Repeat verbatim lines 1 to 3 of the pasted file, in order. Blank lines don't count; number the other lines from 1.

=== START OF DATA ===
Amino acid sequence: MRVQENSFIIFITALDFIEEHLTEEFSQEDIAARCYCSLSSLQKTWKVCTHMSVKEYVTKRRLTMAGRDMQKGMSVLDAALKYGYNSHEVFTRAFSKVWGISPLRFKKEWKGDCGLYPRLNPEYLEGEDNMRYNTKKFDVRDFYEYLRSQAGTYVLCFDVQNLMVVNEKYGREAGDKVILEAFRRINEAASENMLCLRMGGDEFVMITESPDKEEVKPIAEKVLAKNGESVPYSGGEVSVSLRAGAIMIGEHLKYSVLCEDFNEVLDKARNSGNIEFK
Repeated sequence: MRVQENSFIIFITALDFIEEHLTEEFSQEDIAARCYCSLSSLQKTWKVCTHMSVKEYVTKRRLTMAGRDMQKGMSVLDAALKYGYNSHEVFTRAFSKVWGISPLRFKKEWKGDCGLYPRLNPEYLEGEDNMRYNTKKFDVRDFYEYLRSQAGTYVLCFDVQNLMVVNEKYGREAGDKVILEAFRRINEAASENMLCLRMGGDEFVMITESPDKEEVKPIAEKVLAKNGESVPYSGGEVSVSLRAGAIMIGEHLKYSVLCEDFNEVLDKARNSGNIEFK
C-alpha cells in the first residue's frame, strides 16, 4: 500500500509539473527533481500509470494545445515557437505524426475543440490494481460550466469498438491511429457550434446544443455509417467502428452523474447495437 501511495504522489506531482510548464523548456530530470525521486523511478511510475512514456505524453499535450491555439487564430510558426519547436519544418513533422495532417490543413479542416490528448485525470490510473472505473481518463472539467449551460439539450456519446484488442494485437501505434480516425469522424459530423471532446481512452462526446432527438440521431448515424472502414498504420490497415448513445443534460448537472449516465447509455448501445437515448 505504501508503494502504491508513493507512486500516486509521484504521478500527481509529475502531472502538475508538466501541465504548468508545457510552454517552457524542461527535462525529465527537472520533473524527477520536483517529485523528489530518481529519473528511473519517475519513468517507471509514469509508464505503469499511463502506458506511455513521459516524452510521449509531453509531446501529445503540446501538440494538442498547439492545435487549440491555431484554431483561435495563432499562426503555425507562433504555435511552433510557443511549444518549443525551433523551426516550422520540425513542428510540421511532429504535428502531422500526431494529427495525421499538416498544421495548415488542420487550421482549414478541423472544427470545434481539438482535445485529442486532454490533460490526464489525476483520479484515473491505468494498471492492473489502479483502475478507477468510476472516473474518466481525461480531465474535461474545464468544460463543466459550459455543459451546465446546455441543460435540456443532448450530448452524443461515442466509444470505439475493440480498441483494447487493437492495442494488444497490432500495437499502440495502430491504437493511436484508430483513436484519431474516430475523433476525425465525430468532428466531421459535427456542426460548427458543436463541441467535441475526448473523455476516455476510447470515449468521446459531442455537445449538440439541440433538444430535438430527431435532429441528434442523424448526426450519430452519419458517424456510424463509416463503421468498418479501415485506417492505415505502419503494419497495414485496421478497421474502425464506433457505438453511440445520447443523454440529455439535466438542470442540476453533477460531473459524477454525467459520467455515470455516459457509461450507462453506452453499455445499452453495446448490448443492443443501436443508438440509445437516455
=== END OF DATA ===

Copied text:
Amino acid sequence: MRVQENSFIIFITALDFIEEHLTEEFSQEDIAARCYCSLSSLQKTWKVCTHMSVKEYVTKRRLTMAGRDMQKGMSVLDAALKYGYNSHEVFTRAFSKVWGISPLRFKKEWKGDCGLYPRLNPEYLEGEDNMRYNTKKFDVRDFYEYLRSQAGTYVLCFDVQNLMVVNEKYGREAGDKVILEAFRRINEAASENMLCLRMGGDEFVMITESPDKEEVKPIAEKVLAKNGESVPYSGGEVSVSLRAGAIMIGEHLKYSVLCEDFNEVLDKARNSGNIEFK
Repeated sequence: MRVQENSFIIFITALDFIEEHLTEEFSQEDIAARCYCSLSSLQKTWKVCTHMSVKEYVTKRRLTMAGRDMQKGMSVLDAALKYGYNSHEVFTRAFSKVWGISPLRFKKEWKGDCGLYPRLNPEYLEGEDNMRYNTKKFDVRDFYEYLRSQAGTYVLCFDVQNLMVVNEKYGREAGDKVILEAFRRINEAASENMLCLRMGGDEFVMITESPDKEEVKPIAEKVLAKNGESVPYSGGEVSVSLRAGAIMIGEHLKYSVLCEDFNEVLDKARNSGNIEFK
C-alpha cells in the first residue's frame, strides 16, 4: 500500500509539473527533481500509470494545445515557437505524426475543440490494481460550466469498438491511429457550434446544443455509417467502428452523474447495437 501511495504522489506531482510548464523548456530530470525521486523511478511510475512514456505524453499535450491555439487564430510558426519547436519544418513533422495532417490543413479542416490528448485525470490510473472505473481518463472539467449551460439539450456519446484488442494485437501505434480516425469522424459530423471532446481512452462526446432527438440521431448515424472502414498504420490497415448513445443534460448537472449516465447509455448501445437515448 505504501508503494502504491508513493507512486500516486509521484504521478500527481509529475502531472502538475508538466501541465504548468508545457510552454517552457524542461527535462525529465527537472520533473524527477520536483517529485523528489530518481529519473528511473519517475519513468517507471509514469509508464505503469499511463502506458506511455513521459516524452510521449509531453509531446501529445503540446501538440494538442498547439492545435487549440491555431484554431483561435495563432499562426503555425507562433504555435511552433510557443511549444518549443525551433523551426516550422520540425513542428510540421511532429504535428502531422500526431494529427495525421499538416498544421495548415488542420487550421482549414478541423472544427470545434481539438482535445485529442486532454490533460490526464489525476483520479484515473491505468494498471492492473489502479483502475478507477468510476472516473474518466481525461480531465474535461474545464468544460463543466459550459455543459451546465446546455441543460435540456443532448450530448452524443461515442466509444470505439475493440480498441483494447487493437492495442494488444497490432500495437499502440495502430491504437493511436484508430483513436484519431474516430475523433476525425465525430468532428466531421459535427456542426460548427458543436463541441467535441475526448473523455476516455476510447470515449468521446459531442455537445449538440439541440433538444430535438430527431435532429441528434442523424448526426450519430452519419458517424456510424463509416463503421468498418479501415485506417492505415505502419503494419497495414485496421478497421474502425464506433457505438453511440445520447443523454440529455439535466438542470442540476453533477460531473459524477454525467459520467455515470455516459457509461450507462453506452453499455445499452453495446448490448443492443443501436443508438440509445437516455